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Nigel Honeybone

"Rondo Award Winner Nigel Honeybone's debut was as Hamlet's dead father, portraying him as a tall posh skeleton. This triumph was followed in Richard III, as the remains of a young prince which he interpreted as a tall posh skeleton. He began attracting starring roles. Henry VIII was scaled down to suit Honeybone's very personalised view of this famous king. Honeybone suggested that perhaps he really was quite skeletal, quite tall, and quite posh. MacBeth, Shylock and Othello followed, all played as tall, skeletal and posh, respectively. Considering his reputation for playing tall English skeletons, many believed that the real Honeybone inside to be something very different, like a squat hunchback perhaps. Interestingly enough, Honeybone did once play a squat hunchback, but it was as a tall posh skeleton. But he was propelled into the film world when, in Psycho (1960), he wore women's clothing for the very first time. The seed of an idea was planted and, after working with director Ed Wood for five years, he realised the unlimited possibilities of tall posh skeletons who dressed in women's clothing. He went on to wear women's clothing in thirteen major motion pictures, including the Rocky Horror Picture Show (1975) and Star Wars (1977), heartbreaking as the remains of Aunt Beru. With the onslaught of special effects came the demise of real actors in these sorts of roles. After modeling for CGI skeletons in Total Recall (1990) and Toys (1992), the only possible step forward for a tall posh skeleton was television, imparting his knowledge and expertise of the arts. As well as writing for the world's best genre news website HORROR NEWS, Nigel Honeybone also presents the finest examples of B-grade horror on THE SCHLOCKY HORROR PICTURE SHOW seen every Friday night on TVS Television Sydney." (Fantales candy wrapper)

Film Review: All The Kind Strangers (1974)

All The Kind Strangers poster 2

SYNOPSIS: “A couple traveling through a backwoods area are held by a a group of orphans who want them to become their parents. Unfortunately, the kids have a habit of killing adults who refuse that particular honor.” (courtesy IMDB) REVIEW: This week I’m discussing something a little different. No, not a good film, you’ve already had that chance. No, this ...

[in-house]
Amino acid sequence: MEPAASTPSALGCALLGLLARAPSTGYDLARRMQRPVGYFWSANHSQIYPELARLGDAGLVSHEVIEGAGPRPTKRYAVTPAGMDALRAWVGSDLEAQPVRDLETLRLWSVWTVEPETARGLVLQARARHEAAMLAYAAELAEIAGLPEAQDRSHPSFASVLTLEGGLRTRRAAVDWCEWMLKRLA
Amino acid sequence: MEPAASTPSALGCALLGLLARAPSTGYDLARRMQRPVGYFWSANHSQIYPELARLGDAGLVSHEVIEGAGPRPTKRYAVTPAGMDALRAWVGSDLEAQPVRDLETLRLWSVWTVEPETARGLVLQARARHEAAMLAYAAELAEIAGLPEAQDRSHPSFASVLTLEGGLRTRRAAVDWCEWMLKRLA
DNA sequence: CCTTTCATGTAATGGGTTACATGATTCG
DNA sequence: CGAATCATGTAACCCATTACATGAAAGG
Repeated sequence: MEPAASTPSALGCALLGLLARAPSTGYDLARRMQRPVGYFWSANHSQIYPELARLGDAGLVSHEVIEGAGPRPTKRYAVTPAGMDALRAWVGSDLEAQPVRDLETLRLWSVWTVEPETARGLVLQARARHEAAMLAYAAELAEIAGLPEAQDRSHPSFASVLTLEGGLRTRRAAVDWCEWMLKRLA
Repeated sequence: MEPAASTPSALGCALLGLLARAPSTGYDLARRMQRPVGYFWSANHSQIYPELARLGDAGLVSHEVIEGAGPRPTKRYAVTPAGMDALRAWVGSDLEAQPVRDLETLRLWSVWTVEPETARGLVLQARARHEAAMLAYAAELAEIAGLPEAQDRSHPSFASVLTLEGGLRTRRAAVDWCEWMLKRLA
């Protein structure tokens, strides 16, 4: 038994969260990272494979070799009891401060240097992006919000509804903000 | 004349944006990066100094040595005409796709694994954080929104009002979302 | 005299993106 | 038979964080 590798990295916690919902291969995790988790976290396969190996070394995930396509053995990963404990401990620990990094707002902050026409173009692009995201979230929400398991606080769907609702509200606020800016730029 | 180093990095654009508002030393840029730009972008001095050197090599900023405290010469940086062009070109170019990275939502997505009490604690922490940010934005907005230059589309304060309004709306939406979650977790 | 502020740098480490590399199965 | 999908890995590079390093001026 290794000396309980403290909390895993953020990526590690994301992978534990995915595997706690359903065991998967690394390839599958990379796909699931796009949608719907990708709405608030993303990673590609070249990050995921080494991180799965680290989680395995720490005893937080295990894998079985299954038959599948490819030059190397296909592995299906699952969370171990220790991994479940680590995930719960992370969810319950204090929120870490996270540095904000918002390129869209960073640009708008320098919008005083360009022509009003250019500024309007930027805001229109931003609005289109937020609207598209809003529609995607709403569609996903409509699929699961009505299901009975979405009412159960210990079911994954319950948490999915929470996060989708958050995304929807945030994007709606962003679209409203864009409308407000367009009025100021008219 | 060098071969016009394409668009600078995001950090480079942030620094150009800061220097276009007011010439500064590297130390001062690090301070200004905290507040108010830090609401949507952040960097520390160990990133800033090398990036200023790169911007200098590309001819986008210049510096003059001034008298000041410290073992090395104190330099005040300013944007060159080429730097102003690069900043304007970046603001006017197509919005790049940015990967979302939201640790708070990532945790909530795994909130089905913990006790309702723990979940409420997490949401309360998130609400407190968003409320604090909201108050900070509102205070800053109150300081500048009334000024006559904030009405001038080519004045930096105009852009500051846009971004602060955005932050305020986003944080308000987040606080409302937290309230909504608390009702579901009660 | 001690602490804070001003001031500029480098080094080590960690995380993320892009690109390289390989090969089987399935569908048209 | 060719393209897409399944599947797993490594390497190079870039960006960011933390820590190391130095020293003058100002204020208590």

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Comedy With Bite

CWB Abbott & Costello Meet Frankenstein 1

I’ve recently completed a review for Mel Brooks’ 1995 film Dracula: Dead And Loving It, which takes a few lame swipes at Nosferatu (1922), Bram Stoker’s Dracula (1992) and Horror Of Dracula (1958), but seldom veers off into the slew of newer vampire movies, including Interview With The Vampire (1994). The problem with this approach is that sending-up old vampire ...

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Book Review: Arkham Asylum – Author Grant Morrison

Arkham Asylum 1

Since his creation, the Batman has undergone a variety of radical reassessments. From the camp parody version of the sixties, to the dark vigilante of the seventies, to the big-budgeted merchandising exercises of the nineties, finally to arrive in this new century with a film adaptation that seems to please both Batman fans and mainstream audiences alike. But the character ...

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Film Review: Attack Of The Giant Leeches (1957)

Attack Of The Giant Leeches US lobbycard 1

SYNOPSIS: “After local moonshine-swilling trapper Lem Sawyer sees a giant creature, people start disappearing. While searching for illegal traps Steve Benton and Nan Greyson, his girl-friend find Lem dying with giant sucker wounds on his body. One couple Liz Walker and Cal Moulton, forced into the water by her enraged husband Dave Walker, gets taken by the leeches. When police ...

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